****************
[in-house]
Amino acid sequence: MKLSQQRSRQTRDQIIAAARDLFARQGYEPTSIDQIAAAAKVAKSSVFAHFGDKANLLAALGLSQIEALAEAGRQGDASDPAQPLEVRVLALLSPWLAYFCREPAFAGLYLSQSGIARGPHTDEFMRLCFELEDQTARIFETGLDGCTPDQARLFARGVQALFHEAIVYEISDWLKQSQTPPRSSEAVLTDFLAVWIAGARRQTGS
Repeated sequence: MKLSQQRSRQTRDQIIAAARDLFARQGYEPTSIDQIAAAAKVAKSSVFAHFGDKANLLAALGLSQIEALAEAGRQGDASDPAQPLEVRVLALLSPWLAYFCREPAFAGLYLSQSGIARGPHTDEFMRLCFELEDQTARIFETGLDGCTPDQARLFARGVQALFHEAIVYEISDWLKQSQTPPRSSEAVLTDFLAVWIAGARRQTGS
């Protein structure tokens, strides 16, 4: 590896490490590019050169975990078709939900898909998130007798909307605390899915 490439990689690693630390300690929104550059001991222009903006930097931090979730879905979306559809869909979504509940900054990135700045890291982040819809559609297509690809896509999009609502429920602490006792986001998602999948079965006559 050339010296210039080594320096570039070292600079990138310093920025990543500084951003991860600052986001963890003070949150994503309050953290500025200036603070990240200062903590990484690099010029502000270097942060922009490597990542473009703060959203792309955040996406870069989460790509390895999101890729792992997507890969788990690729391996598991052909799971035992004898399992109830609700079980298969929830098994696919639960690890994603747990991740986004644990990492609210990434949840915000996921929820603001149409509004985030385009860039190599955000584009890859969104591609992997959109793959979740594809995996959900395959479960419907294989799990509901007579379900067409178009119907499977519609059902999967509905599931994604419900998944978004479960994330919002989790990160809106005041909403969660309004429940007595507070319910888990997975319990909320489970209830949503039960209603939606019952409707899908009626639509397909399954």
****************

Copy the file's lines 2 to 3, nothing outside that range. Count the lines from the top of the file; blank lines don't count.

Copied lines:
Amino acid sequence: MKLSQQRSRQTRDQIIAAARDLFARQGYEPTSIDQIAAAAKVAKSSVFAHFGDKANLLAALGLSQIEALAEAGRQGDASDPAQPLEVRVLALLSPWLAYFCREPAFAGLYLSQSGIARGPHTDEFMRLCFELEDQTARIFETGLDGCTPDQARLFARGVQALFHEAIVYEISDWLKQSQTPPRSSEAVLTDFLAVWIAGARRQTGS
Repeated sequence: MKLSQQRSRQTRDQIIAAARDLFARQGYEPTSIDQIAAAAKVAKSSVFAHFGDKANLLAALGLSQIEALAEAGRQGDASDPAQPLEVRVLALLSPWLAYFCREPAFAGLYLSQSGIARGPHTDEFMRLCFELEDQTARIFETGLDGCTPDQARLFARGVQALFHEAIVYEISDWLKQSQTPPRSSEAVLTDFLAVWIAGARRQTGS